2. The Tale of Two Poles—God’s sovereignty and man’s responsibility
    1. Tension—not a contradiction
      1. Tension because we aren’t God and his ways are higher than ours—we can’t ever believe that we will comprehend God
        1. We will understand some of God—apprehend
        1. We’ll grow in that apprehension as we grow in our knowledge of the Word and our wisdom in applying it
        1. But we can’t Comprehend God
        1. Finite beings can never comprehend the infinite God who is
      1. Tension because we are fallen and we don’t see things rightly—this is slightly different than the “we aren’t God point”
        1. Our fallenness shades our intellect for the worse
      1. Tensions are part of our faith
        1. The Christian holds the most dear truths in tension, it’s how God revealed himself and we can’t change what he said to suit our feelings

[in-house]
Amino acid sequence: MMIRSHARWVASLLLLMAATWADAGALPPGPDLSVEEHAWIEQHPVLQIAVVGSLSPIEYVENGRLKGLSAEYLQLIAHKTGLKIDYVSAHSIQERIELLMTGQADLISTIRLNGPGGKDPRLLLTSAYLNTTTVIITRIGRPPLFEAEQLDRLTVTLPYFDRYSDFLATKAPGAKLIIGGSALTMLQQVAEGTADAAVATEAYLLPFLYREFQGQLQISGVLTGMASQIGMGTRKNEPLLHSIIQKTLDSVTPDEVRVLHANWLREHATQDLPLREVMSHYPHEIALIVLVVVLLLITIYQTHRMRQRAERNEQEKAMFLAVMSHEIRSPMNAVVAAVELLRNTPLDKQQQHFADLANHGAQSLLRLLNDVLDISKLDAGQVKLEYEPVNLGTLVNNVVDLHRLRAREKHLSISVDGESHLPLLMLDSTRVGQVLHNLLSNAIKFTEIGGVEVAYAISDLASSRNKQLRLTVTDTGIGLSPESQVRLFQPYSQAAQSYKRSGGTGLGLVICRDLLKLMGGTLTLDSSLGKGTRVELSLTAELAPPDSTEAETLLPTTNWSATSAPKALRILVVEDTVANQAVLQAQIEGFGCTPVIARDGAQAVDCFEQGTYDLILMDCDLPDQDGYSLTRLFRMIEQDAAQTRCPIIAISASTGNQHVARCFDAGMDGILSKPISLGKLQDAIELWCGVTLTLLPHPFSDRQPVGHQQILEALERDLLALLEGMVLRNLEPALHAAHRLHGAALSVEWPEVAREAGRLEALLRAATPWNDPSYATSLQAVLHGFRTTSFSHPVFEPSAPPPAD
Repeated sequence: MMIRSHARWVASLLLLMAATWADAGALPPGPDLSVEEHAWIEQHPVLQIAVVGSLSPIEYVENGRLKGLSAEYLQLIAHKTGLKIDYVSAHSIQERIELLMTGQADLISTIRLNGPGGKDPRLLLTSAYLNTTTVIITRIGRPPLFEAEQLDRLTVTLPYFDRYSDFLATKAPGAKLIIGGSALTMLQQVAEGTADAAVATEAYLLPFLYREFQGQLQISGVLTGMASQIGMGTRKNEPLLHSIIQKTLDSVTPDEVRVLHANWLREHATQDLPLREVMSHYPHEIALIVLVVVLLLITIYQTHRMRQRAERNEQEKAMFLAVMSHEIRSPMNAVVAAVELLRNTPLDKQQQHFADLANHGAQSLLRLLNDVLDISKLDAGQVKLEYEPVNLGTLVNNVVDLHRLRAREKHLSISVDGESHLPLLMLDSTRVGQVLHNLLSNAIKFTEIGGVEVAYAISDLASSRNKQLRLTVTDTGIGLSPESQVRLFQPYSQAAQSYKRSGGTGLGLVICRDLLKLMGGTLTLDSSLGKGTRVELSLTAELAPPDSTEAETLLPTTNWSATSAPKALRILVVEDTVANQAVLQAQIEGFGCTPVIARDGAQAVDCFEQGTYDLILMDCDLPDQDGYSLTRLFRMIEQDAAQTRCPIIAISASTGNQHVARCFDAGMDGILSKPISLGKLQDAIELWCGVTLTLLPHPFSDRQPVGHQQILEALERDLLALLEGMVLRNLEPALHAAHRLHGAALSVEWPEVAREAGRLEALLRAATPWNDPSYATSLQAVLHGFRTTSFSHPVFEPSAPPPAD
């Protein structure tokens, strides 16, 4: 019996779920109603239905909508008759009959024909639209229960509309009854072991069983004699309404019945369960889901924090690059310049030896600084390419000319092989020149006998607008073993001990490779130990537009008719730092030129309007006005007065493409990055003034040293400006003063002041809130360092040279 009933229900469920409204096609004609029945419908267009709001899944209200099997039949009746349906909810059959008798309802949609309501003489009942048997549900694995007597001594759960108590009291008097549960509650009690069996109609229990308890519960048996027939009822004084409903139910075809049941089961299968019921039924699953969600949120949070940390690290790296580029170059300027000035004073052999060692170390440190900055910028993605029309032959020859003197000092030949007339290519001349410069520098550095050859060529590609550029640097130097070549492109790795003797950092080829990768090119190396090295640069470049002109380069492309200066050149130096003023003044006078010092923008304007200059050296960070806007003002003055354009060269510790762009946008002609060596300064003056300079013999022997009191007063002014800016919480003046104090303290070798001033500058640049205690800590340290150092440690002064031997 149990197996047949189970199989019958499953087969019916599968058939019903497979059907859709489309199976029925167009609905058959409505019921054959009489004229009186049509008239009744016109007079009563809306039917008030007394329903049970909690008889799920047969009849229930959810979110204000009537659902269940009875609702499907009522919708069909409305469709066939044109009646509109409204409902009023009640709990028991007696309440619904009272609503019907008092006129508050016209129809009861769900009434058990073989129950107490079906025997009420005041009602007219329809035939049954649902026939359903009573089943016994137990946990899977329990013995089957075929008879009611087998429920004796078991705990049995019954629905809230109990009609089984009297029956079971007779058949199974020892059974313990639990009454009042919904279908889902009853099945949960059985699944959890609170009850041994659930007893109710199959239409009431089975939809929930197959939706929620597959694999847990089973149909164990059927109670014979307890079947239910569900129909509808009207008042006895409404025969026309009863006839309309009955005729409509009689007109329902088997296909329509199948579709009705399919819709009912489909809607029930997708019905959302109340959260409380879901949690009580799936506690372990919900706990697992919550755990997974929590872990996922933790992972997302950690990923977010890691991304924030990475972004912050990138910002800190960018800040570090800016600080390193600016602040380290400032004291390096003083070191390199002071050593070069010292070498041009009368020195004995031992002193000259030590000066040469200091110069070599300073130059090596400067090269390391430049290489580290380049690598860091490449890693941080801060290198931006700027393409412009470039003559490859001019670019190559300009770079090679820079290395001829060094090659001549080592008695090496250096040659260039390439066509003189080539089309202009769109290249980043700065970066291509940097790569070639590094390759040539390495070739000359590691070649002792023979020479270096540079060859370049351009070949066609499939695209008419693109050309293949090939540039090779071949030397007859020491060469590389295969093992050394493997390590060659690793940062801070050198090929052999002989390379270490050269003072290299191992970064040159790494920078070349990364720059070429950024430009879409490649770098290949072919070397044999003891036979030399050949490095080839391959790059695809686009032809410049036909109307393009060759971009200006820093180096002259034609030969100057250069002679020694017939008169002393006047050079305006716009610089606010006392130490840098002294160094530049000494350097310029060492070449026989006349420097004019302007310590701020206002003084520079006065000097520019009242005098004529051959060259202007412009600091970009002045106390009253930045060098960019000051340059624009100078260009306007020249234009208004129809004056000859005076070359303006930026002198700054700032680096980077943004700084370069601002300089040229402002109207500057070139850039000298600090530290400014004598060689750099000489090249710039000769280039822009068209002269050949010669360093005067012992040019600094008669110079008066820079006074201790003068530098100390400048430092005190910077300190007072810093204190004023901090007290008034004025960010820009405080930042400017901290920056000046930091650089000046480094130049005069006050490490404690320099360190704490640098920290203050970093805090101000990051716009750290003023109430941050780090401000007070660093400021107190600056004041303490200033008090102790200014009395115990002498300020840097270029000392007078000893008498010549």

1. For instance:
          1. The person of Jesus
          1. The Trinity itself
          1. God’s immanence and transcendence
      1. If we give up the tensions, or try to reconcile them completely, we’ll be left without the perfect hope that is only found in the truth
        1. The truth sets you free—not a theological understanding that you can wrap your head around because you took away all the tensions in the Bible
    1. So, what sense can we make of Man’s responsibility within God’s sovereign plan
    1. We start at the beginning:  The Garden of Eden—Adam and Eve had free wills that were neutral, they could choose obedience or disobedience.  They were made without any bias to goodness or sin.
    1. The fall—Adam chose sin, he chose to listen to the snake over God because he desired what Satan offered more than what God offered
      1. The fall plunged man into sin
      1. All his desires became evil, mankind’s thoughts were now evil and sinful